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5 of 5 people found the following review helpful:
Conservation of p is violated in the mirror..., May 4, 2023
by Rovarsson (Belgium)

>"Weightlessness, wonder, a rare smile as the planet descended below you, a brilliant viridian marble swirled with soft white clouds."

Despite the protagonist of Protocol having left her lover to go live among the stars, high above/below the planet, this quote is on of the few instances where the space outside is witnessed directly from her point of view.
Protocol is an inwardly oriented game, both in its surface quest and in its more abstract layers.

The protagonist wakes up alone on an abandoned Space Observatory Station, a mighty telescope pointed at the tiniest pinpricks of light from the farthest, earliest moments of space, suspended in its ring of service modules and living quarters for the necessary living staff. The station is damaged. An urgency more felt than understood presses her to do all that is necessary for the repair of the station.

During the exploration of the station, wounded and confused, weakened and alone, a relation of mutual dependency/support/survival develops. The station needs/coerces/forces the woman for healing its wounds, for saving what is not yet irreparably lost of its memories while she struggles to remember herself. The woman uses/grasps/wills the station for a purpose, a reason. The only purpose left, empty and meaningless as it may be.

The desperate crawling journey of the woman through the station to its core systems, to the exposed and damaged vital technologies mirrors a descent deeper and deeper into the body and mind, into psyche and soma, to the wounded bleeding sarx itself, the flesh and bones that need repair.

However intimately connected, mind and body undergo an unnerving disorienting dissociation/distancing during the journey. The station becomes a distorted mirror for the woman. It reflects her broken dreams and yearnings and regrets back to her, reminiscent of the Nietzschean abyss. This is often expressed in physical, external circumstances and actions.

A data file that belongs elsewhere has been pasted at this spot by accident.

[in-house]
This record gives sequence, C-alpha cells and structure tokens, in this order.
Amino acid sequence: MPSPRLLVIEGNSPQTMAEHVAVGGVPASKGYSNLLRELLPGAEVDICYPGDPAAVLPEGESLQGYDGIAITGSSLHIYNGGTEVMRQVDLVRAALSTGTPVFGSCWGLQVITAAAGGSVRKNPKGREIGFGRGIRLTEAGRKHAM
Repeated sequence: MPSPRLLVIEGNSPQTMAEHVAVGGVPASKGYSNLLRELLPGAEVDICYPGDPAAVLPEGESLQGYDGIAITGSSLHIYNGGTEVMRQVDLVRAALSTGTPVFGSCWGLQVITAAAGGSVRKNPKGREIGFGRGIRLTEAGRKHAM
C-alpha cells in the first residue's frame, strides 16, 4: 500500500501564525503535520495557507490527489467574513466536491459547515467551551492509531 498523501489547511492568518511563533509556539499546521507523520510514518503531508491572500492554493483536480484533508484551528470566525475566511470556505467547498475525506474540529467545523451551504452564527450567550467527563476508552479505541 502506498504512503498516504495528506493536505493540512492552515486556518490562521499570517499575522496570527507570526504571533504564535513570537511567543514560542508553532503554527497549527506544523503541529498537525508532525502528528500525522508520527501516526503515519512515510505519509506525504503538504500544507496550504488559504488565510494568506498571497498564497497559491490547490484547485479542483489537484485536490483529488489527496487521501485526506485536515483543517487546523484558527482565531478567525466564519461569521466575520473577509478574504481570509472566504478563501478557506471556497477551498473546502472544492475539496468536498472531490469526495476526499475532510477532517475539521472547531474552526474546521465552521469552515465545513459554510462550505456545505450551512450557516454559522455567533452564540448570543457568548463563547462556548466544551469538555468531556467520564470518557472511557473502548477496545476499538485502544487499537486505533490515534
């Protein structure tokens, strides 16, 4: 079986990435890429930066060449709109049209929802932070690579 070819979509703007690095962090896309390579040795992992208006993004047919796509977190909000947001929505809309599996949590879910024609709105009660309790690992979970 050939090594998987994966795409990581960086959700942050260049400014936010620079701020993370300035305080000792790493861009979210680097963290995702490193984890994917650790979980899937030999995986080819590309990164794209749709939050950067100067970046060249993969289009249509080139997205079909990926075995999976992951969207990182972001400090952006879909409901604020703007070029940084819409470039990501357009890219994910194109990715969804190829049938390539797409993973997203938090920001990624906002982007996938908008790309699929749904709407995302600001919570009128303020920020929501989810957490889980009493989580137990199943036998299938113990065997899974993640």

The painful state of the woman's mind is made apparent in her personal monologue/narration too:
>"Delusions of grandeur lost in the summer winds of her laugh, the comfort of a fire in winter in her embrace. Who could blame you, for turning your gaze away from the sky? You were enchanted by the stars, enamored with them. Who could blame you for leaving her, when the stars in her eyes shone no longer?"

While the premise of Protocol is well-known, and could be tiresome in a lesser game, it succeeds in using that premise as a means to search deep into the human condition. The sense of loss, the inevitability of choices, the impossibility of what could have been.

An important factor in making this work is the impressive writing. The author employs stylistic techniques to press the gravity of the situation on the reader. For the most part, this works very well. A bit more prudence might be in order as to the frequency with which one or another technique is used, as they do lose efficacy along the way.

Mesmerising, haunting repetitions, both of phrases and entire paragraphs (with small but telling differences) draw the player deep into the bowels of the story.

The juxtaposition of two major themes resonates throughout the story and appeals to different aesthetical and ethical value systems, perhaps loosely associated with the Appolonic and the Dionysic:

There is the beauty cold and austere of inevitable, ordered, lawful physics, geometry, even biology, juxtaposed with the messy hot-glowing spell of yearning, purpose, will of life and love and consciousness.

Both sides are reflected in the careful delicate writing. In the same passage of text scientific precision and sense of detail conjoins with poetic style, rythmic prose, flowing structure.
>"This is how it always ends; falling the mechanism of your demise, her demise, both the guilty Daedalus and foolish Icarus, too close to the sea, too close to the sun and always doomed by gravity."

At other times, the rhyme and rythm take center stage, as in this challenging and delightful lingual language game of leapfrog:
>"Where she walked the shores of a shallow salt sea, followed the tree-lined lanes dappled in light through the thin apertures of leaves to a home with knotted hardwood floors and open windows through which the wind whispered."

Protocol has few choices. The ones it does have are posed with appropriate gravitas. Each choice is a commitment, the player's role and responsability in seeing this narrative to its inevitable end. Whatever end that may be. It is still inevitable.

Very, very impressive.

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